Shaftsbury School Board not transparent enough
Like most parents, I recently learned that the Shaftsbury School Board and administration knew that there were elevated levels of CO2 at the school since April and did not disclose this fact to parents until after the information was brought to public light following a parent post on Facebook, and a Bennington Banner report the next day. This is unacceptable. First, because elevated CO2 levels have been proven to have a direct and negative impact on human cognition and decision making, as reported in a landmark Harvard Public Health Study. Degrading air quality and elevated CO2 levels is relevant information for parents and the public. I expect, at the very least, a notice to be sent to parents and staff members by the principal or the superintendent. I also expect that the Board would notify the public of elevated CO2 levels. This is in the public's interest, it is a public matter, and the discussion belongs squarely in the public realm.
While this lack of transparency regarding CO2 levels is concerning, it is mostly alarming because it not an isolated incident. It comes on the heels of an utterly irresponsible series of decisions made by the administration and excused by the Board.
Just a few months ago, after a student reported a visiting adult inappropriately touched her in the school hallway, I learned that no one from the school contacted the parents of the child who reported this incident until more than a week after she came to administrators with the complaint. This is not only unacceptable it is frighteningly negligent. The incident was never reported to DCF by school officials, as every mandated reporter is obligated to do. Everyone who works with children or in childcare is a mandated reporter. Everyone who goes through the training knows that you are never to interrogate or investigate the allegation, even with good intentions, for the safety and well being of the child and the accused. You must report the allegation and allow trained investigators and interviewers do their job.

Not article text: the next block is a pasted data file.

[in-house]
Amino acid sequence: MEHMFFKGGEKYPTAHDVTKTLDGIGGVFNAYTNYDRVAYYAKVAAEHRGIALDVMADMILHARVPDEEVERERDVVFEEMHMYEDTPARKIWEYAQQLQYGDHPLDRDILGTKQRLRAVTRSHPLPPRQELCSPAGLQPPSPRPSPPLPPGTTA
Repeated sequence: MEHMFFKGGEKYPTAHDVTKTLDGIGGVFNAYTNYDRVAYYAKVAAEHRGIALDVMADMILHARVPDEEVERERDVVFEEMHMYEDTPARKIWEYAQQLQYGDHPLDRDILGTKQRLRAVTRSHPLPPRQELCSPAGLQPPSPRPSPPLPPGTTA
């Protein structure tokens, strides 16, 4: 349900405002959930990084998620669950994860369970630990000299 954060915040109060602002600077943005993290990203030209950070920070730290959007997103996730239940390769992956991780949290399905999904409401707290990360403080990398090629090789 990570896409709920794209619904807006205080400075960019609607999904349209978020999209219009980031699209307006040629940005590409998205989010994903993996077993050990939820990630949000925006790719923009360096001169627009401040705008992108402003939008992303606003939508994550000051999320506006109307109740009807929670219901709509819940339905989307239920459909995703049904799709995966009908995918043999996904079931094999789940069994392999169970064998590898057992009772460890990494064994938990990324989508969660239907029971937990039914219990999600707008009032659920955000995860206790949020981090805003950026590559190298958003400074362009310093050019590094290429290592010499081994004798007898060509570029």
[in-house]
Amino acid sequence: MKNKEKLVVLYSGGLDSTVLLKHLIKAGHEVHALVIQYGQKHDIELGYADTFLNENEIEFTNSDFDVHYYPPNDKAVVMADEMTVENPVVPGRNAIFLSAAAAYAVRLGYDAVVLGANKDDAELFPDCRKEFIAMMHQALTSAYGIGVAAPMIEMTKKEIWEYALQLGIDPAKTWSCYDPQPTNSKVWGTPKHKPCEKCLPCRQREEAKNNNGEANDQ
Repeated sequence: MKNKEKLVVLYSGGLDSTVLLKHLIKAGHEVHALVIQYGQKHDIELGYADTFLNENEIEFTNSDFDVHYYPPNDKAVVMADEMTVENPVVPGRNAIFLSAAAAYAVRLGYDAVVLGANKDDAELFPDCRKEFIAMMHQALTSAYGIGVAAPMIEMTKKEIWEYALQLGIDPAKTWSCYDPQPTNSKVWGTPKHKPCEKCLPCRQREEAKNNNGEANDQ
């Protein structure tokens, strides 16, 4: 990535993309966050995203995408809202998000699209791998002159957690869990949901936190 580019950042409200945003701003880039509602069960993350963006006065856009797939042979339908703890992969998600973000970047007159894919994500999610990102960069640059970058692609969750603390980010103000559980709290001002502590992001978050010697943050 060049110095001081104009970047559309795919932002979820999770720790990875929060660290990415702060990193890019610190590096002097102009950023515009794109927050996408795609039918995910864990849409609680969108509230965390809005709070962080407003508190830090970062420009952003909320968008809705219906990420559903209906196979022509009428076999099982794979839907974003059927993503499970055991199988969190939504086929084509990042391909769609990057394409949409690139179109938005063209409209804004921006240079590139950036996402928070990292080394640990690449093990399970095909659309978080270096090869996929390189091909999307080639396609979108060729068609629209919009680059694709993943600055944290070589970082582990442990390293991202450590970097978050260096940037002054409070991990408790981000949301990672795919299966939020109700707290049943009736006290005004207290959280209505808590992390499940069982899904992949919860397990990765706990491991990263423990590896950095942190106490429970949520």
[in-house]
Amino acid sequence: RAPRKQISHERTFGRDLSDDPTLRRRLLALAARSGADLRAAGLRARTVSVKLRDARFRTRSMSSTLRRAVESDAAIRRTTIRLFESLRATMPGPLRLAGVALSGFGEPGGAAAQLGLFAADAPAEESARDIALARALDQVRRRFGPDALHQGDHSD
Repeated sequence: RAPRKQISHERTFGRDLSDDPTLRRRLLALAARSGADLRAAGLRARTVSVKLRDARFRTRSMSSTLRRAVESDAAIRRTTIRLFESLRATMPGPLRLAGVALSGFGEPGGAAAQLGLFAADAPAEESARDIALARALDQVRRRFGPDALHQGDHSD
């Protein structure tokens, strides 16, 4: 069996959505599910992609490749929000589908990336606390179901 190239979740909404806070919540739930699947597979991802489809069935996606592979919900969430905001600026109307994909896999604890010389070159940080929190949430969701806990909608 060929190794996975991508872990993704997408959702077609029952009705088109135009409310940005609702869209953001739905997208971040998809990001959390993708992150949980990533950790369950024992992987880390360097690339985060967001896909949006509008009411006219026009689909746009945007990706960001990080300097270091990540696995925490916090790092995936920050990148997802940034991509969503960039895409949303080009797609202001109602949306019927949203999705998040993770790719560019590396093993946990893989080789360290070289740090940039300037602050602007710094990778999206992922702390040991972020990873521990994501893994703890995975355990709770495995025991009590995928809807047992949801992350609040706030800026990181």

If my child ever reports that someone has touched her inappropriately, abused her in any way in school or outside of school, I want a phone call within an hour of that report. What parent wouldn't expect that and should not expect that?
To assure parents this will never happen again, the Board must update school policy before the next school year. The policy should clearly state that all school administrators must inform parents (unless the parent is the accused party or suspected of fostering the abuse) within an hour of their child reporting abuse in the school or outside of it. If parents are not notified with immediate expediency that their child has reported abuse, and if the incident fails to be reported to the proper investigators, the administrator should be placed on immediate leave and an investigation should swiftly follow.
If school administrators and school board members are notified about anything that impacts the health and well being of the students and staff in the school, parents and the public should be notified promptly.
Because administrators and the Board have withheld information that is relevant to student safety and health, I am not confident that without clear guidelines and specific language and accountability measures that the Board or administrators will be able to do what is in the best interest of children. We expect more and believe that our children deserve more from school leaders, even if you are good people.
— Briee Della Rocca Shaftsbury